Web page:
Farmers in developing countries could take advantage of the emerging field of precision farming without needing the expensive technology usually associated with it, a geostatistics expert says.
Crop yields could be improved by applying traditional knowledge to mirror precision techniques such as using the satellite Global Positioning System (GPS) to analyse farm land, says Margaret Oliver, a visiting research fellow at the University of Reading's Soil Research Centre in the United Kingdom.
In a paper in Significance, she says geostatistical analyses of data from sensors both on land and from satellites are 'becoming increasingly standard for all kinds of crop production and will be of crucial importance in the near future as the world faces increasing issues of food security'.
Such data can be used to build a map of soil biochemistry, which can help farmers improve crop yields and resistance to disease. The cost of technology, which can also include high-tech farming machinery, has so far kept precision farming methods mostly in developed nations, although emerging economies are taking it up.
But Oliver says smallholder farmers can instead apply their traditional knowledge. 'By working on the same area for years, they can map the soil like GPS would do, knowing which corners are more or less productive, which are drier or wetter,' she tells SciDev.Net.
They can then spread manure in the best places, design more targeted irrigation systems and plant seeds where the soil is more fertile.
'In the developing world, farming is more about knowledge, which is shared within the community, than expensive machinery,' adds Oliver.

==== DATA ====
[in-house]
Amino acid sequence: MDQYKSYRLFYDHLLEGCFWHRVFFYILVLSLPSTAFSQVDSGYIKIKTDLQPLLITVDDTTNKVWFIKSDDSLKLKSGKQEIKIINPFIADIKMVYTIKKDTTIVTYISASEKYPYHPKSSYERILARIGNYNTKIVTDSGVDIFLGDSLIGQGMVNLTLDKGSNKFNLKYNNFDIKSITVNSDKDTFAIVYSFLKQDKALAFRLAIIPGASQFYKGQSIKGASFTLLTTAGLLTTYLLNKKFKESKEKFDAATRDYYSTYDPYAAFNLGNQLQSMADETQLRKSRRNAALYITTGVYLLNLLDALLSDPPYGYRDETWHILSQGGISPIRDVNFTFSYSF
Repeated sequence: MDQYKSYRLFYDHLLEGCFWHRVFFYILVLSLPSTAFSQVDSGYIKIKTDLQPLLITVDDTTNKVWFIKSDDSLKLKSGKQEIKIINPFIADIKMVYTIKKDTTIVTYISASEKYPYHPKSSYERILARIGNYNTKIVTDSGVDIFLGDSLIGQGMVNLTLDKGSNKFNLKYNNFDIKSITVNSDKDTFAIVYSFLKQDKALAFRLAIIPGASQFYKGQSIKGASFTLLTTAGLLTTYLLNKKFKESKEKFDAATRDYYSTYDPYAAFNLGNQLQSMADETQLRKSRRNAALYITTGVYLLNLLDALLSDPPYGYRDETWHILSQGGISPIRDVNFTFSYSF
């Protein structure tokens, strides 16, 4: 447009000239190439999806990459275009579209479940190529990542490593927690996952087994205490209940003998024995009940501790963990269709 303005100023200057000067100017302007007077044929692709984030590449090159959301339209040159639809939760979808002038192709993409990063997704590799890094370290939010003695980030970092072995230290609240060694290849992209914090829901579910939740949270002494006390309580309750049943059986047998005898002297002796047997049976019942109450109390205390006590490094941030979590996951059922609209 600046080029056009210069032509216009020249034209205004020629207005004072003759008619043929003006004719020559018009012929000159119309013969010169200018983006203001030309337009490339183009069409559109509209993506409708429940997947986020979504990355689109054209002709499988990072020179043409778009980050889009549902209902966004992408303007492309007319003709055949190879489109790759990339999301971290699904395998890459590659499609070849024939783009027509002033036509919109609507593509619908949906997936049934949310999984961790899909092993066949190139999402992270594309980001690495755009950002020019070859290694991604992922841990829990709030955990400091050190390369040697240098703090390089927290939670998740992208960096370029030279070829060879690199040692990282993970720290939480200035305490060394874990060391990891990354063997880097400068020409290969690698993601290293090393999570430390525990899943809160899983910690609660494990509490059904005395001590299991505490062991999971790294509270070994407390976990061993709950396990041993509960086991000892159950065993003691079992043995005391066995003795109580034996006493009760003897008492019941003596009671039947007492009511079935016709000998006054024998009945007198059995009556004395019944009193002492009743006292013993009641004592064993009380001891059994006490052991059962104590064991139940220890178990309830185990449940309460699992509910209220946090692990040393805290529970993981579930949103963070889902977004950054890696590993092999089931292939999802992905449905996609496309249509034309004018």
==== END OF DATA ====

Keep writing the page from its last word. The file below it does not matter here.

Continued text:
She believes a first step towards combining traditional and precision agriculture should be education.
'Farmers should be helped to realise how much can be done by simply adjusting some of their usual practices, like watering or spreading manure on fields,' she says. 'Education on precision farming should be part of the aid programmes already in place, and cost would be minimal compared with expensive machinery.'
Matteo Zucchelli, a sales manager at Trimble, a company supplying technology for precision farming, says that while yield improvements can be achieved without expensive machinery on a small scale, the main potential for the developing world and for emerging economies is large-scale change, which requires investment in technology.
'In Latin America high-tech precision farming is widespread by now because the economies of these countries is more industrialised and investors can afford the machinery,' Zucchelli says. 'But the approach may vary depending on the context.'
In Brazil, for example, 'the gross domestic product is in constant growth, due to industrial agriculture and manufacturing. However, in Africa the situation is probably different and a small-scale approach, which relies on traditional knowledge instead of technology, might suit local economies best, even though the positive effects will be reduced,' Zucchelli says.